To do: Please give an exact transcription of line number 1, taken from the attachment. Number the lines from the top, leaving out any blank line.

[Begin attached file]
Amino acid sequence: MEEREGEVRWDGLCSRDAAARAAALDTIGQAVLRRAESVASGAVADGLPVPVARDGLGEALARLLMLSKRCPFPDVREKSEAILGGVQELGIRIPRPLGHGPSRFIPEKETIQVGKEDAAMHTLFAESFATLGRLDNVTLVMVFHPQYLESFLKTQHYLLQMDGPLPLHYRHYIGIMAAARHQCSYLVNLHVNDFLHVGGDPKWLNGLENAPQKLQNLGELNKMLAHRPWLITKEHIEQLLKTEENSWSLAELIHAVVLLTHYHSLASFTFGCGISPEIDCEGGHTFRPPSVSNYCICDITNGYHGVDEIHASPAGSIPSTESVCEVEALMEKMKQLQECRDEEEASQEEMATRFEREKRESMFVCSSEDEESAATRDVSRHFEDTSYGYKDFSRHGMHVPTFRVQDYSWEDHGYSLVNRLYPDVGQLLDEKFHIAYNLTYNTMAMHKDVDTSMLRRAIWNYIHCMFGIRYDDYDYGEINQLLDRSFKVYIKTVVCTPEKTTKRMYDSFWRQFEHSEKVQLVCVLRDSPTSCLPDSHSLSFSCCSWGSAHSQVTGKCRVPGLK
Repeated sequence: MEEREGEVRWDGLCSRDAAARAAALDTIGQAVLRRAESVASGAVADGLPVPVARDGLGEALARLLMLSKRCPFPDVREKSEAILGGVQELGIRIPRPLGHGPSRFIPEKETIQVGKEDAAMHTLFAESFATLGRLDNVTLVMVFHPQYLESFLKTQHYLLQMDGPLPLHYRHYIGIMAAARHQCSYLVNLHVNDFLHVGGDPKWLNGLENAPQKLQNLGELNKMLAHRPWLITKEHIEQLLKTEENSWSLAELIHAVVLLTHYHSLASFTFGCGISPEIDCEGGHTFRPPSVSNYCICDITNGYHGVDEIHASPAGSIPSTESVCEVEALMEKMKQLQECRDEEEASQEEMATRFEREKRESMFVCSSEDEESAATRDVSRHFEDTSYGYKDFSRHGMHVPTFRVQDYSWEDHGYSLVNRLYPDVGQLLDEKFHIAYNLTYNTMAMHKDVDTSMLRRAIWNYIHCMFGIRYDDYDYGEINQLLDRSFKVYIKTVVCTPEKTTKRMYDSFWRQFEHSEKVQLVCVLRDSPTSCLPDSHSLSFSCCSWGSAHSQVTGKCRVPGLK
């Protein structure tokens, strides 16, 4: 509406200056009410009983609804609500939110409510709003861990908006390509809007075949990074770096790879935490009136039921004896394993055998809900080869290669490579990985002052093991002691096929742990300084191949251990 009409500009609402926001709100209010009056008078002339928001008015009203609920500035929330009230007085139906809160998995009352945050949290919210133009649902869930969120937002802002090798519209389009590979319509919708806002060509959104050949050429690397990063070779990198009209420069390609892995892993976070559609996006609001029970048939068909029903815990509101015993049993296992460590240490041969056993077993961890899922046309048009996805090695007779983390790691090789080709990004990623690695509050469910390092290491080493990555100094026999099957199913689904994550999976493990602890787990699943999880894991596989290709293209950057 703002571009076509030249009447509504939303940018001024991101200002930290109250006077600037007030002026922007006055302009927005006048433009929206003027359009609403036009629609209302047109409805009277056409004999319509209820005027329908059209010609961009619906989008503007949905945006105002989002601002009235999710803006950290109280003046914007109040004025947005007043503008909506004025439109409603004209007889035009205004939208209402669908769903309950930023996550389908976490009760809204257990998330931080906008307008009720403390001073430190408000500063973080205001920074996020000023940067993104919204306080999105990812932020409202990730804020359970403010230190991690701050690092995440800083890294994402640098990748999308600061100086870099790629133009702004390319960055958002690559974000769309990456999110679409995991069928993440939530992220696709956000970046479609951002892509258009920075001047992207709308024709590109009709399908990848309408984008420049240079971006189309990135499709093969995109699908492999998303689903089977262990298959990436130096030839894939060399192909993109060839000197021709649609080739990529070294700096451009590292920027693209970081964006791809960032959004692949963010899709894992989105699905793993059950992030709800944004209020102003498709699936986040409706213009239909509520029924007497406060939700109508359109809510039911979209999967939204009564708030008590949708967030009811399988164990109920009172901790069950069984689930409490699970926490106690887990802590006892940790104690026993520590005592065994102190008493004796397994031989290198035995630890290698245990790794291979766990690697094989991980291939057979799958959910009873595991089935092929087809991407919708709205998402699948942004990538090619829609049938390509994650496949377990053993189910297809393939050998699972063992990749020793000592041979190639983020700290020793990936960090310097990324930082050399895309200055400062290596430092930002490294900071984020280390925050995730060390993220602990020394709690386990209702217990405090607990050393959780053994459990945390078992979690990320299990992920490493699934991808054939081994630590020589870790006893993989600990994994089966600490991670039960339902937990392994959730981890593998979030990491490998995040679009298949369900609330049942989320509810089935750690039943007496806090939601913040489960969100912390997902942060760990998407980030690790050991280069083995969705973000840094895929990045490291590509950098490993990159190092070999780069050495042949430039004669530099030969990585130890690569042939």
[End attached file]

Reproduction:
Amino acid sequence: MEEREGEVRWDGLCSRDAAARAAALDTIGQAVLRRAESVASGAVADGLPVPVARDGLGEALARLLMLSKRCPFPDVREKSEAILGGVQELGIRIPRPLGHGPSRFIPEKETIQVGKEDAAMHTLFAESFATLGRLDNVTLVMVFHPQYLESFLKTQHYLLQMDGPLPLHYRHYIGIMAAARHQCSYLVNLHVNDFLHVGGDPKWLNGLENAPQKLQNLGELNKMLAHRPWLITKEHIEQLLKTEENSWSLAELIHAVVLLTHYHSLASFTFGCGISPEIDCEGGHTFRPPSVSNYCICDITNGYHGVDEIHASPAGSIPSTESVCEVEALMEKMKQLQECRDEEEASQEEMATRFEREKRESMFVCSSEDEESAATRDVSRHFEDTSYGYKDFSRHGMHVPTFRVQDYSWEDHGYSLVNRLYPDVGQLLDEKFHIAYNLTYNTMAMHKDVDTSMLRRAIWNYIHCMFGIRYDDYDYGEINQLLDRSFKVYIKTVVCTPEKTTKRMYDSFWRQFEHSEKVQLVCVLRDSPTSCLPDSHSLSFSCCSWGSAHSQVTGKCRVPGLK